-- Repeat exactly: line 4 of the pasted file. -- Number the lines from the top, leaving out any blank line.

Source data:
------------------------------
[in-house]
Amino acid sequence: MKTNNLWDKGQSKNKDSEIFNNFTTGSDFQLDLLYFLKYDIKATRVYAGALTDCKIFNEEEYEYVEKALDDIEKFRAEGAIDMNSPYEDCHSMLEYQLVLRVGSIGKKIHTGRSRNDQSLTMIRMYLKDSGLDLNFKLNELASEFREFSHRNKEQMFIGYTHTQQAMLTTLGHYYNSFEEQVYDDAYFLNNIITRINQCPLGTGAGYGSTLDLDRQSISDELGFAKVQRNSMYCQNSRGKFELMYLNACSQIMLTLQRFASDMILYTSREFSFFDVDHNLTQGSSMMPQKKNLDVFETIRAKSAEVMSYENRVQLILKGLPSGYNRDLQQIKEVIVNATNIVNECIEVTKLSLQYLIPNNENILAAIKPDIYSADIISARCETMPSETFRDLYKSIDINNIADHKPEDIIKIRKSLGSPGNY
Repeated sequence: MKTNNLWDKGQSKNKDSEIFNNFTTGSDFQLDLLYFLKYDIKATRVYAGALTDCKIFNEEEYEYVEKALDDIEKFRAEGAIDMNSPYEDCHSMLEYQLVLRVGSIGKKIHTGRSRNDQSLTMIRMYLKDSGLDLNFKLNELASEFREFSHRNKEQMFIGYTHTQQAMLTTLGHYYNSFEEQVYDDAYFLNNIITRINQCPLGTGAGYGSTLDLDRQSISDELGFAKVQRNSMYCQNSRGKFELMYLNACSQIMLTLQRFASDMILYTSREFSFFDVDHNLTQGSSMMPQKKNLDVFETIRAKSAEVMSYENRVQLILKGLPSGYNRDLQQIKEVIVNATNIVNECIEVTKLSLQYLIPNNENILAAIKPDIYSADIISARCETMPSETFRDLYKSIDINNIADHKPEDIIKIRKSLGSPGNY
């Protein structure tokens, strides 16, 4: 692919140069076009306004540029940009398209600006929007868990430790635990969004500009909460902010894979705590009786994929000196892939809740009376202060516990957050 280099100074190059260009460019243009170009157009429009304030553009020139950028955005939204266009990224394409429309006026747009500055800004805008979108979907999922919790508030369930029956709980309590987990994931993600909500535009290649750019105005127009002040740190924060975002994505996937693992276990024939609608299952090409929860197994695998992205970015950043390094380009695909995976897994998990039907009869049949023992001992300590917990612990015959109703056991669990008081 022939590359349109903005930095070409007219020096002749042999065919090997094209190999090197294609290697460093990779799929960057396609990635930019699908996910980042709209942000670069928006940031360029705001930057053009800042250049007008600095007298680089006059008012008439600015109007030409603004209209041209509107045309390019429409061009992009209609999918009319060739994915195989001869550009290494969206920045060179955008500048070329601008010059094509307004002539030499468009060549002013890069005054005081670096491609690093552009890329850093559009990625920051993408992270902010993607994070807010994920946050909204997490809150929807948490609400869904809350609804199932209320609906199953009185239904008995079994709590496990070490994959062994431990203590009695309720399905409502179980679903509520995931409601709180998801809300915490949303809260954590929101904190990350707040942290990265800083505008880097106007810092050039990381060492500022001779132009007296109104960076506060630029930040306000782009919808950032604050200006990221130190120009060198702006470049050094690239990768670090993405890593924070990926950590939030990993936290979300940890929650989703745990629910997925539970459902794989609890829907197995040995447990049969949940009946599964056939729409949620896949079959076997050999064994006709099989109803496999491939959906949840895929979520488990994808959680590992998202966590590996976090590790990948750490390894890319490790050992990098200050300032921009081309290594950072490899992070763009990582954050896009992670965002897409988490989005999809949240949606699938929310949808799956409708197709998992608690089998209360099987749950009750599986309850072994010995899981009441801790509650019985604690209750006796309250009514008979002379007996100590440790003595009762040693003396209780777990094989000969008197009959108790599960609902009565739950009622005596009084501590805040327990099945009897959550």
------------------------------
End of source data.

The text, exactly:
């Protein structure tokens, strides 16, 4: 692919140069076009306004540029940009398209600006929007868990430790635990969004500009909460902010894979705590009786994929000196892939809740009376202060516990957050 280099100074190059260009460019243009170009157009429009304030553009020139950028955005939204266009990224394409429309006026747009500055800004805008979108979907999922919790508030369930029956709980309590987990994931993600909500535009290649750019105005127009002040740190924060975002994505996937693992276990024939609608299952090409929860197994695998992205970015950043390094380009695909995976897994998990039907009869049949023992001992300590917990612990015959109703056991669990008081 022939590359349109903005930095070409007219020096002749042999065919090997094209190999090197294609290697460093990779799929960057396609990635930019699908996910980042709209942000670069928006940031360029705001930057053009800042250049007008600095007298680089006059008012008439600015109007030409603004209209041209509107045309390019429409061009992009209609999918009319060739994915195989001869550009290494969206920045060179955008500048070329601008010059094509307004002539030499468009060549002013890069005054005081670096491609690093552009890329850093559009990625920051993408992270902010993607994070807010994920946050909204997490809150929807948490609400869904809350609804199932209320609906199953009185239904008995079994709590496990070490994959062994431990203590009695309720399905409502179980679903509520995931409601709180998801809300915490949303809260954590929101904190990350707040942290990265800083505008880097106007810092050039990381060492500022001779132009007296109104960076506060630029930040306000782009919808950032604050200006990221130190120009060198702006470049050094690239990768670090993405890593924070990926950590939030990993936290979300940890929650989703745990629910997925539970459902794989609890829907197995040995447990049969949940009946599964056939729409949620896949079959076997050999064994006709099989109803496999491939959906949840895929979520488990994808959680590992998202966590590996976090590790990948750490390894890319490790050992990098200050300032921009081309290594950072490899992070763009990582954050896009992670965002897409988490989005999809949240949606699938929310949808799956409708197709998992608690089998209360099987749950009750599986309850072994010995899981009441801790509650019985604690209750006796309250009514008979002379007996100590440790003595009762040693003396209780777990094989000969008197009959108790599960609902009565739950009622005596009084501590805040327990099945009897959550």